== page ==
But would anyone want the team from GSA to administer his or her health insurance or manage the multi-trillion-dollar new health entitlement program? That guy with the ukulele singing in the video – would he be a good fit for approving insurance claims post-2013?

Abuses so egregious as those in the GSA remind American voters of an underlying distrust for the federal bureaucracy and a long-standing suspicion that government work is conducted at lower levels of quality and difficulty than work in the private sector.

The Democratic message this year is that it has been a lack of money that has limited government’s capacity to solve more of society’s ills and that Republicans, in cahoots with the greedy rich, have driven tax rates too low to finance a federal government that is up to the task.

If Durbin and McCaskill can’t demonstrate that what went on at GSA was an aberration driven by the bad judgment of a few, Republicans will use the actions of the bureaucrats there as a metaphor for the entire federal government.

Senate Democrats cannot afford to allow the GOP to use this stupid scandal to undermine the president’s call for a more powerful bureaucracy and higher taxes with which to finance it.
 


The Day in Quotes

“That's not the way we operate our tax system, okay? We don't run bake sales. It's not about volunteerism. We all kick in according to the system.”

-- President Obama’s chief political strategist, David Axelrod, on “FOX News Sunday with Chris Wallace” explaining why the president would not volunteer to pay at the same tax rate as his secretary.

 

“$53 million”

-- Combined fundraising for March announced by the Obama re-election campaign and the Democratic National Committee, up from $45 million in February. The Republican National Committee raised $13.7 million last month. Presumptive GOP nominee Mitt Romney has not yet released his March fundraising totals. He raised $12 million in February.

 

 

-- President Obama at a joint press conference with Colombian President Juan Manuel Santos about allegations that members of his Secret Service advance team patronized prostitutes and were involved in a dispute over paying for their services.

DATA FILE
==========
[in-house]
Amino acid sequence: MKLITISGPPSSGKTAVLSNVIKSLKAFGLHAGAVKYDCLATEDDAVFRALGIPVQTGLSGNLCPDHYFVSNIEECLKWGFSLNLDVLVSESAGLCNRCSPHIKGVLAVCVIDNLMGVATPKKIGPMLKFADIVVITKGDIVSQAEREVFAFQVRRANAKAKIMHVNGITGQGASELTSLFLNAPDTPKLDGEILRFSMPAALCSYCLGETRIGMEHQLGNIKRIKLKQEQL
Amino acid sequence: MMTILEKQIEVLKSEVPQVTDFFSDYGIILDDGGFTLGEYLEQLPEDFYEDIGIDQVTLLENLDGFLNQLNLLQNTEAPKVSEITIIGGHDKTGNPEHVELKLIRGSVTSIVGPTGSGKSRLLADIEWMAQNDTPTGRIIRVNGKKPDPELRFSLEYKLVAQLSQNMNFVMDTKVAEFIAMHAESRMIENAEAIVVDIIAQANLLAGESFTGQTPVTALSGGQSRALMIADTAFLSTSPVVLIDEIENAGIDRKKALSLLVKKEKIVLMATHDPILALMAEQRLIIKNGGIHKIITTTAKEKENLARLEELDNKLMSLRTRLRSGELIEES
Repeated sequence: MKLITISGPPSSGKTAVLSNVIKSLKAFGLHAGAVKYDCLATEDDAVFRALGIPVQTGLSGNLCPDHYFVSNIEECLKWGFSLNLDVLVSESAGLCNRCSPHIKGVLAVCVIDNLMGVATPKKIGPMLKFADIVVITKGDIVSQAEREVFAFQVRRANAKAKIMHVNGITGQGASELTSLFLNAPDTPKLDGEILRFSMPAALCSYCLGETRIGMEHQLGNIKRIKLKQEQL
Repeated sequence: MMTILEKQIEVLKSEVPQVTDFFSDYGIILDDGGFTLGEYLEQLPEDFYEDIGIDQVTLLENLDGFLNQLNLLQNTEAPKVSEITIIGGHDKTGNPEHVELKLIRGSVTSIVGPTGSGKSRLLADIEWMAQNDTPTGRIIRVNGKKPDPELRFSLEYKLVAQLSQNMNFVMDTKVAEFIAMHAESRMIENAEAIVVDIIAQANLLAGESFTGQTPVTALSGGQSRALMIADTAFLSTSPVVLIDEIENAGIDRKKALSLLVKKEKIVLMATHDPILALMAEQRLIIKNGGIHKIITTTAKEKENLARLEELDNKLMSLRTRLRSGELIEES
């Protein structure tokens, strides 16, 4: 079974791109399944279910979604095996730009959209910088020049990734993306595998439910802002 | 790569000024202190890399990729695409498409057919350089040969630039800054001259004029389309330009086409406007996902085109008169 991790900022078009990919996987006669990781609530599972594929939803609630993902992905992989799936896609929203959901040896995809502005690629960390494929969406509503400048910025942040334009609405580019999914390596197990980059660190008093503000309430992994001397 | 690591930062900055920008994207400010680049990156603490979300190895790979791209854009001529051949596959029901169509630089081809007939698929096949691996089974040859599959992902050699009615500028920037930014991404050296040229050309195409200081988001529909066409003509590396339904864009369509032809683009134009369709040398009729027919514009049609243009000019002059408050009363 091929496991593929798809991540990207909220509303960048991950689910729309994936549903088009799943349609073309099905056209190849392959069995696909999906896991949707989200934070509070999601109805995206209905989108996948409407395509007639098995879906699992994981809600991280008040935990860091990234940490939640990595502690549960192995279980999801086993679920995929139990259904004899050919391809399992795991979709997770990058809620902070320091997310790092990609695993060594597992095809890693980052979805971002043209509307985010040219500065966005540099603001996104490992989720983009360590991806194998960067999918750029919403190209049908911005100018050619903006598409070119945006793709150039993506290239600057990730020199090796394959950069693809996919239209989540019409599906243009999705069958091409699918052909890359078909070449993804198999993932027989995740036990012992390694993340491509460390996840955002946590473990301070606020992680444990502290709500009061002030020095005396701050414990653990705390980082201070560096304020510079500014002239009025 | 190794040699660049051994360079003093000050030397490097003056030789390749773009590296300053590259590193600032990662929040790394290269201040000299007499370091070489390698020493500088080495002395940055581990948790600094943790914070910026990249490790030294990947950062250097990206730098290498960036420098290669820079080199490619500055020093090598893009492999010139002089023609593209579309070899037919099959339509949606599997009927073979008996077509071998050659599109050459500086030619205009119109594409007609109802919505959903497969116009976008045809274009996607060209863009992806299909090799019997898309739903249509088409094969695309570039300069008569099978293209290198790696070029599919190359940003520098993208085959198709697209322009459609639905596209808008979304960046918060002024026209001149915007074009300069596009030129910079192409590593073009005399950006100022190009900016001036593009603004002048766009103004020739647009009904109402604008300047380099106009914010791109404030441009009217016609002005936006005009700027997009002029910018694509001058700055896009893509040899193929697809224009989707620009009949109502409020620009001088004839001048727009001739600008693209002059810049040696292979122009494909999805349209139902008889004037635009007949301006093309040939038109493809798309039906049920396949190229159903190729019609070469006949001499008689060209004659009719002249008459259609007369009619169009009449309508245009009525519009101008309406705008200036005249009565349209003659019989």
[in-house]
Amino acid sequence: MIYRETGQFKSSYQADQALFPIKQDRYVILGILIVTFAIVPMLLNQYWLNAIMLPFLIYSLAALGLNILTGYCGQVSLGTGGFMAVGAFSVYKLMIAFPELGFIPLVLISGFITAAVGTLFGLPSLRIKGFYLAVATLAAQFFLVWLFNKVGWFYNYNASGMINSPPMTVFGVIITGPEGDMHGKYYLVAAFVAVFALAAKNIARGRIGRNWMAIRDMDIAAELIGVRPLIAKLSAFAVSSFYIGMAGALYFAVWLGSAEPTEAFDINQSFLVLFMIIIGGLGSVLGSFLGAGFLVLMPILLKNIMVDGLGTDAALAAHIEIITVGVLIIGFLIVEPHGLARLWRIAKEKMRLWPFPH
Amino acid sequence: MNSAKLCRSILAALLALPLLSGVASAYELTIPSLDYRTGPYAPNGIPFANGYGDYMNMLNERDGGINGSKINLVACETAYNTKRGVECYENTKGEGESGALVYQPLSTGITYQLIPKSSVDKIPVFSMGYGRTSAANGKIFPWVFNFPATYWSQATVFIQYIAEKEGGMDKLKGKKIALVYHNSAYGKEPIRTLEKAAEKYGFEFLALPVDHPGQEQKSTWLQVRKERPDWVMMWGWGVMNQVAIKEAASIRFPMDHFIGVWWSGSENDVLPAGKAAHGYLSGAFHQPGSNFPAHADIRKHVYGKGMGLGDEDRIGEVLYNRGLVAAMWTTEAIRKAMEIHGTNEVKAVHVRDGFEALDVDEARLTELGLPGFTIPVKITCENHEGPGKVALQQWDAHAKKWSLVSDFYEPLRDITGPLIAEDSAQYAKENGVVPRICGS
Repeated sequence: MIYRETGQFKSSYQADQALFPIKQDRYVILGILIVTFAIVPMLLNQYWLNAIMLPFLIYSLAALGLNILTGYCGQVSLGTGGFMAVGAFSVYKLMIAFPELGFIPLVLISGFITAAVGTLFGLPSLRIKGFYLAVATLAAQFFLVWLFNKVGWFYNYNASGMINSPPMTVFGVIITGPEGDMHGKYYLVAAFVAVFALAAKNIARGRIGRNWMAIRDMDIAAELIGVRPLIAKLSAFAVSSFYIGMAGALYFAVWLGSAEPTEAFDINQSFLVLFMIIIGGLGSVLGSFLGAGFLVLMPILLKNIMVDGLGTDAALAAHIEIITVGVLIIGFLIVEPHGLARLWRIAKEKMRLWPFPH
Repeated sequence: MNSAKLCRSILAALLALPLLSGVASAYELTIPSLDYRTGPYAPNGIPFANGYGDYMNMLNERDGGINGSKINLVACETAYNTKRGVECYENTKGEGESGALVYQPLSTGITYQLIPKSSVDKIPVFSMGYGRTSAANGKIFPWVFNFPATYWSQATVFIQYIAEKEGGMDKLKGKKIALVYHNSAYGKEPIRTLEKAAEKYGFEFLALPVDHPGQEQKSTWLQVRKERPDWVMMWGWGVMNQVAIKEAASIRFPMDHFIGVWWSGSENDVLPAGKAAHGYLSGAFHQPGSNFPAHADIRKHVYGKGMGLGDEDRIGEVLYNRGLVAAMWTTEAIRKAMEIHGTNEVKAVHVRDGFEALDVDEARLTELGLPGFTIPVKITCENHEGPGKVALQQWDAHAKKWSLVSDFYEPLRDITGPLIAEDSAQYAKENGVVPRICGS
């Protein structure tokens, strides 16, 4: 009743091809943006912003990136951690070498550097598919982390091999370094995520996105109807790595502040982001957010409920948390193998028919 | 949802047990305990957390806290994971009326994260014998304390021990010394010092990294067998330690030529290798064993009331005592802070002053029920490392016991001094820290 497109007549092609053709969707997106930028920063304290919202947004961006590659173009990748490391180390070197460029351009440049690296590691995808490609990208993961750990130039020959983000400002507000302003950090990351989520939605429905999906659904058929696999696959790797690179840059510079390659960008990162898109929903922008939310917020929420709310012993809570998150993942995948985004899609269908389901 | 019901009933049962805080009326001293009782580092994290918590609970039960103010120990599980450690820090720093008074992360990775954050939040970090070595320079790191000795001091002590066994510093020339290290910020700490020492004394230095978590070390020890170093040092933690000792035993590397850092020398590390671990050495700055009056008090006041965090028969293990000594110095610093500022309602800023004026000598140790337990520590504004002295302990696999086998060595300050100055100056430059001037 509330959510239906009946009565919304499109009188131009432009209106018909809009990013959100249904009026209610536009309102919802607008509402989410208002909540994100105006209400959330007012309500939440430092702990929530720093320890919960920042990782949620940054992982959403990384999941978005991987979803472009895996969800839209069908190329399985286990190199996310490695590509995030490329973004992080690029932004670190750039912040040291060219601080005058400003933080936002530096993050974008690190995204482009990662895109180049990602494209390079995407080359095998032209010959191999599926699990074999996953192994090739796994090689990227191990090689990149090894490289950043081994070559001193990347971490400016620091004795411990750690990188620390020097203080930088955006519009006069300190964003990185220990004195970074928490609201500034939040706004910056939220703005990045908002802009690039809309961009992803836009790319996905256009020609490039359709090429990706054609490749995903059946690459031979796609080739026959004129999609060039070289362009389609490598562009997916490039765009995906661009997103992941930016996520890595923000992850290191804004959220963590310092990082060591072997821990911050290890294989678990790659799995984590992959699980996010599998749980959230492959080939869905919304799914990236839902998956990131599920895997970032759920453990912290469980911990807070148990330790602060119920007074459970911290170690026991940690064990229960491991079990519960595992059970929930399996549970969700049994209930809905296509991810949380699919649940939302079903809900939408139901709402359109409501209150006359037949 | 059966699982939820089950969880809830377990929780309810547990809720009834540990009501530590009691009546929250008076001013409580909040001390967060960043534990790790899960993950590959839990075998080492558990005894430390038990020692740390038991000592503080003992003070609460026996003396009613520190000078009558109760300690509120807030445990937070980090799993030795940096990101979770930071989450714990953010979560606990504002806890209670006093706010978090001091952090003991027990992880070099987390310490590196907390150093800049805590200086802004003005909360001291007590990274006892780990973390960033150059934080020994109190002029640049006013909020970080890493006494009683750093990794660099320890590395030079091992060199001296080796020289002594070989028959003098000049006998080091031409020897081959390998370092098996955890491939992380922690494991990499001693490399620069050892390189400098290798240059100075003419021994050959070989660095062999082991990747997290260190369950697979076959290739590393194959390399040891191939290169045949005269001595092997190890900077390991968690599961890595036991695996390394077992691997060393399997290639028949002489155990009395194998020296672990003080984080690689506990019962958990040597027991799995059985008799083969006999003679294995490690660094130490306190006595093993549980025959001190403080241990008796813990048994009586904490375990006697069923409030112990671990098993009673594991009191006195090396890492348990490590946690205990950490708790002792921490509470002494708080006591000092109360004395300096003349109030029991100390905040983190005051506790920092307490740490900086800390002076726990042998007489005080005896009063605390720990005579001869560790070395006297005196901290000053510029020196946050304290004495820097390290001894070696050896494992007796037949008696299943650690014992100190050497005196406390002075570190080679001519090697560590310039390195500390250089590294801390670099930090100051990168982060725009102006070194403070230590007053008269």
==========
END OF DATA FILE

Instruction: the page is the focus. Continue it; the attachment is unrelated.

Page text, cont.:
"Frankly I don't think the Taliban is good enough.”

-- American Ambassador to Afghanistan Ryan Crocker on the Cable News Network attributing a daylong siege of the Afghan capital Kabul to Pakistan-based members of a Pashtun tribal militant group, the Haqqani Network.

 

“50 percent”

-- Portion of independent voters in a new Gallup survey who feel that their federal income taxes are too high.

 

“34 percent”

-- Portion of Democrats in a new Gallup survey who feel that their federal taxes are too high.

 

"I can't think of a time when I felt it was more important for us to defeat an incumbent president today with respect to Barack Obama. I think he has been an unmitigated disaster to the country.”

-- Former Vice President Dick Cheney, in his first public appearance following a heart transplant, speaking at the Wyoming Republican Party’s state convention on Saturday.

 

“The choice in this election is between economy that produces a growing middle class and that gives people a chance to get ahead and their kids a chance to get ahead, and an economy that continues down the road we are on…”

-- President Obama’s chief political strategist, David Axelrod, on “FOX News Sunday with Chris Wallace.


Chris Stirewalt is digital politics editor for Fox News, and his POWER PLAY column appears Monday-Friday on FoxNews.com.

 

Chris Stirewalt joined Fox News Channel (FNC) in July of 2010 and serves as digital politics editor based in Washington, D.C.  Additionally, he authors the daily "Fox News First” political news note and hosts “Power Play,” a feature video series, on FoxNews.com. Stirewalt makes frequent appearances on the network, including "The Kelly File," "Special Report with Bret Baier," and "Fox News Sunday with Chris Wallace.”  He also provides expert political analysis for Fox News coverage of state, congressional and presidential elections.